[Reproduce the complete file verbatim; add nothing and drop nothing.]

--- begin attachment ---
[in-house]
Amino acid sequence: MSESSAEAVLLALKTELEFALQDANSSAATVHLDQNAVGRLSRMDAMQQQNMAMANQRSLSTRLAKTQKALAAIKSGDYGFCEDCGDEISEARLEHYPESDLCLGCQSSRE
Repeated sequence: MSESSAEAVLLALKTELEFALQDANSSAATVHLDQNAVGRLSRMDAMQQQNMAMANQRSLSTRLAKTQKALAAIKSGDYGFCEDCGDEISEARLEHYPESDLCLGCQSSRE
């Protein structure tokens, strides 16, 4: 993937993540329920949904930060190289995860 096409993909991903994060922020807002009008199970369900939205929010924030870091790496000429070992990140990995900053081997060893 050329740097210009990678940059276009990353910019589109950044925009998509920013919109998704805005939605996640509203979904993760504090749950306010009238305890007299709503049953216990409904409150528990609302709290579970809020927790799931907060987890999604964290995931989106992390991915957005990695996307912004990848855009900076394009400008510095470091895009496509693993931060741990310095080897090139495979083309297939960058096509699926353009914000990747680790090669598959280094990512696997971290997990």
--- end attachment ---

[in-house]
Amino acid sequence: MSESSAEAVLLALKTELEFALQDANSSAATVHLDQNAVGRLSRMDAMQQQNMAMANQRSLSTRLAKTQKALAAIKSGDYGFCEDCGDEISEARLEHYPESDLCLGCQSSRE
Repeated sequence: MSESSAEAVLLALKTELEFALQDANSSAATVHLDQNAVGRLSRMDAMQQQNMAMANQRSLSTRLAKTQKALAAIKSGDYGFCEDCGDEISEARLEHYPESDLCLGCQSSRE
């Protein structure tokens, strides 16, 4: 993937993540329920949904930060190289995860 096409993909991903994060922020807002009008199970369900939205929010924030870091790496000429070992990140990995900053081997060893 050329740097210009990678940059276009990353910019589109950044925009998509920013919109998704805005939605996640509203979904993760504090749950306010009238305890007299709503049953216990409904409150528990609302709290579970809020927790799931907060987890999604964290995931989106992390991915957005990695996307912004990848855009900076394009400008510095470091895009496509693993931060741990310095080897090139495979083309297939960058096509699926353009914000990747680790090669598959280094990512696997971290997990």